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Old 08-13-2007, 04:24 PM   #1
rikis7
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Group administrator (or changing permissions and ownerships)


Hey Everyone,

I am trying to "secure" some files inside a directory. Essentially what i want to do is to have a person (user) be the administrator of a certain group and allow him to change permissions and ownerships. (Needless to say that I don't want this person to have "root" or "admin" privileges.

More specifically say that I have a directory called "example"

TheUser@MyPc:/home> ls -l | grep example
drwxrwxr-x 31 TheUser users 4096 2007-08-13 12:11 example

Notice that "example" can be written by anyone in the "users" group.

Now lets say that "user1" creates the file "file.user1" and
places it inside "example". Let us further assume that "user1" doesn't have a clue about permissions and we end up with something like this:

$TheUser@MyPc:/home> ls -l example | grep file
-rwxrwxr-x 32 user1 users 4096 2007-08-13 12:11 file.user1
-rwxrwxr-x 33 user2 users 4096 2007-08-13 12:21 file.user2


Of course I don't want either user to mess up with other users files but I would also like for "TheUser" to be able to change the permissions of all the files so that not even "user1" is able to modify the contents of "file.user1".


So far what I have done is

1.- Set the sticky bit on "example"

TheUser@MyPc:/home> chmod 1775 example && ls -l | grep example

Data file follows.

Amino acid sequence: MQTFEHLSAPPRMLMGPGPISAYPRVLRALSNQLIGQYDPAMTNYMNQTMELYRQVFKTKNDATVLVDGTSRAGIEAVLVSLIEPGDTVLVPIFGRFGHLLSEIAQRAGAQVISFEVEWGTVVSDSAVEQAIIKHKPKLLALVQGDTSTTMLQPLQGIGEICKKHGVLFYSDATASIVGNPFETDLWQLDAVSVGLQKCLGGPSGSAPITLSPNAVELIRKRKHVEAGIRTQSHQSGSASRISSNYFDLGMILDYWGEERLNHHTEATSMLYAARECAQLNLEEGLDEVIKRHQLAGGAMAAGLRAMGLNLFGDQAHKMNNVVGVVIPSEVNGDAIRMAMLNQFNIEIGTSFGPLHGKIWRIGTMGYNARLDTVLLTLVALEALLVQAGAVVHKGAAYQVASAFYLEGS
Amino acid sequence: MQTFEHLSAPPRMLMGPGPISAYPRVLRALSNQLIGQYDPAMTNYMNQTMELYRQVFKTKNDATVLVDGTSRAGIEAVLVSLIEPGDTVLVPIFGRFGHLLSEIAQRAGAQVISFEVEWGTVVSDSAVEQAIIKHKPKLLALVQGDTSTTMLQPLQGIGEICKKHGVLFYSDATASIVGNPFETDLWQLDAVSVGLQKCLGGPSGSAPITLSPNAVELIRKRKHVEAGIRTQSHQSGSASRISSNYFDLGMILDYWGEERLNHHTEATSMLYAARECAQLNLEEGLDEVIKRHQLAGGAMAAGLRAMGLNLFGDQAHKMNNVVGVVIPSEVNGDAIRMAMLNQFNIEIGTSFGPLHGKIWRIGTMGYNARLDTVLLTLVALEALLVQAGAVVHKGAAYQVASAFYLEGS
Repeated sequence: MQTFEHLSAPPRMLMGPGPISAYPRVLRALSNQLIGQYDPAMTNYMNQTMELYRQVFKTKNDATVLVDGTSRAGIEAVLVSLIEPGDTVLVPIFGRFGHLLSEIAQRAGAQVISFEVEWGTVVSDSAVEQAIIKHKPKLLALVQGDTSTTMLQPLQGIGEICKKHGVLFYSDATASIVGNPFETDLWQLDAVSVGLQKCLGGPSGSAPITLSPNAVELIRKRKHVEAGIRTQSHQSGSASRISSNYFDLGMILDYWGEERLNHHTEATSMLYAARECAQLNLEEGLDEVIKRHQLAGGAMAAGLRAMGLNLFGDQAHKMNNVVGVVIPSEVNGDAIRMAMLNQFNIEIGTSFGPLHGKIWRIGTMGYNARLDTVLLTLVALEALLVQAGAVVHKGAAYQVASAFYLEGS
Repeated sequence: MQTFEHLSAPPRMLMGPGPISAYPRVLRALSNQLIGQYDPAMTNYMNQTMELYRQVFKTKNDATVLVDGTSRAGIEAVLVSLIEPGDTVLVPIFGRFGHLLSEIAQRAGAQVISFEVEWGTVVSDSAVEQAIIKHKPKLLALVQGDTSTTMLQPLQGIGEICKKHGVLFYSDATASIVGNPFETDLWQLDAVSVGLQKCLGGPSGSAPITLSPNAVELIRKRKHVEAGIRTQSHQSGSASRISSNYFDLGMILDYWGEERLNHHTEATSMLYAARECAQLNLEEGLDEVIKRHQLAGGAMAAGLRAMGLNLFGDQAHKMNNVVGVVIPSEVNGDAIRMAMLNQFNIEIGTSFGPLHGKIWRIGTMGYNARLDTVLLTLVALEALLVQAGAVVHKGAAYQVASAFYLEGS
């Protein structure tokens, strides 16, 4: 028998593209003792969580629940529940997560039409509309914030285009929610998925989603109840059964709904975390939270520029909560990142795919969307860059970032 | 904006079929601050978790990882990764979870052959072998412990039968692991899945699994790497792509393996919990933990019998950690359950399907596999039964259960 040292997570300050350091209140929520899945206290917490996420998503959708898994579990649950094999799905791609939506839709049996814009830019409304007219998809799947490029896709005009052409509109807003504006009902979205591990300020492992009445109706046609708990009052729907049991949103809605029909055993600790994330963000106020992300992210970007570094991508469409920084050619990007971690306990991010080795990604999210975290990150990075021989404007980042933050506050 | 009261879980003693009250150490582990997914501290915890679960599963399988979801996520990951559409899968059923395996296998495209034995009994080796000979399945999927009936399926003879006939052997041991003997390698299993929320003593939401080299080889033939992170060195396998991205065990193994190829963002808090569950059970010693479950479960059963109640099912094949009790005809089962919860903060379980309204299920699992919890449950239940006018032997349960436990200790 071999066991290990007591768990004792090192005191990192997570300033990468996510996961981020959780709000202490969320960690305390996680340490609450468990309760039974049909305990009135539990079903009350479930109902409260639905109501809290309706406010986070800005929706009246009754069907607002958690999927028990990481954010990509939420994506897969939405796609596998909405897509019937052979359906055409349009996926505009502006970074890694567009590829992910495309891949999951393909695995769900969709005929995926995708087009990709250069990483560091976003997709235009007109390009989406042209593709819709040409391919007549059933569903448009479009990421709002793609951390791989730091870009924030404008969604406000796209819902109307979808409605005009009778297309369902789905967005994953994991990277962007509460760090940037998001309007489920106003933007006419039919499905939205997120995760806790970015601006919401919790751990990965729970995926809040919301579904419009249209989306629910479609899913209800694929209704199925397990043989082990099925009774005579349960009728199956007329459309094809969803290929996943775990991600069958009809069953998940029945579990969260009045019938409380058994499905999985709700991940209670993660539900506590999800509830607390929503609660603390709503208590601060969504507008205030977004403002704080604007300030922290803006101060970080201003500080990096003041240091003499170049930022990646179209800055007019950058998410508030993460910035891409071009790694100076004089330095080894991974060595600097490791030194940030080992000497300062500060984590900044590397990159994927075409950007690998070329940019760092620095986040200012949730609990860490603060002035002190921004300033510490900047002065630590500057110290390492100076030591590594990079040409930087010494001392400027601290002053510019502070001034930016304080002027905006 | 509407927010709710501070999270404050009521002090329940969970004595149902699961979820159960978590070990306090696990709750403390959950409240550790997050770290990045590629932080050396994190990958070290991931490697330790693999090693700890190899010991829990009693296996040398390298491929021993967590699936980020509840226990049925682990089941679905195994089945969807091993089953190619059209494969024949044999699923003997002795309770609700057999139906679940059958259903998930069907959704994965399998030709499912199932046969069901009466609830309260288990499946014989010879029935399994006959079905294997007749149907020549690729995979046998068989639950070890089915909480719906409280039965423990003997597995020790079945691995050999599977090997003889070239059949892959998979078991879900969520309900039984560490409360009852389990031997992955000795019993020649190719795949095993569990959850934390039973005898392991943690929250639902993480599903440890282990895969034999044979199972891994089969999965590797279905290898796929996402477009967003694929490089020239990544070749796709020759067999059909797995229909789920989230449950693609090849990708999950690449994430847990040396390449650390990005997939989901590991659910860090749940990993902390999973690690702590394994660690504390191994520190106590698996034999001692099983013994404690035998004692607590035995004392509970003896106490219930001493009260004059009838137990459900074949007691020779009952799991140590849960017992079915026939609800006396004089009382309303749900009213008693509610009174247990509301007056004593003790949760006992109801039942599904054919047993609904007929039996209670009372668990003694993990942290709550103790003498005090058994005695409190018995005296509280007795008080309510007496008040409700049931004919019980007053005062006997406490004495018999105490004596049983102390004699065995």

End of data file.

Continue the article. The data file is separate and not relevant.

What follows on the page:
drwxrwxr-t 31 TheUser users 4096 2007-08-13 12:11 example


(No messing around with other files)


2.- Making copies of the files to be changed (that takes care of the ownerships); change the permissions of the backup files and then overwriting the original files.

TheUser@MyPc:/home> cd example && cp file.user1 file.user1.bak && chmod 555 file.user1.bak && mv file.user1.bak file.user1 && ls -l | grep file
-r-xr-xr-x 32 TheUser users 4096 2007-08-13 12:51 file.user1
-rwxrwxr-x 33 user2 users 4096 2007-08-13 12:21 file.user2


Notice that this does the trick however I think it is very inefficient, especially when dealing with folders and subfolders.

Does anybody know about a better way to implement this?

Thank you very much in advance.
 
Old 08-13-2007, 05:25 PM   #2
stress_junkie
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Edit. I thought I had the total solution but I was wrong. Below is a partial solution.

This is what you want to do. First set the ownership of the example directory to TheUser:users.
Code:
chown theuser:users example
Then set the sticky bit for the group that owns the directory.
Code:
chmod 2770 example
The 4 in the above permission string will force all files created in the example directory to be owned by the users group.

You may not need the sticky bit on the "others" permissions. I'm not sure.

Next you want your user accounts to have their umask set to 740. This next line of code has to go into a login script like /etc/profile.
Code:
umask 740

Last edited by stress_junkie; 08-13-2007 at 05:49 PM.
 
Old 08-15-2007, 12:22 AM   #3
rikis7
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Registered: Aug 2007
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Quote:
Originally Posted by stress_junkie View Post
Edit. I thought I had the total solution but I was wrong. Below is a partial solution.
Thanks. I will try your way. It does make sense to me and I am sure it will save me from implementing a recursive script.

Regards,
 
  


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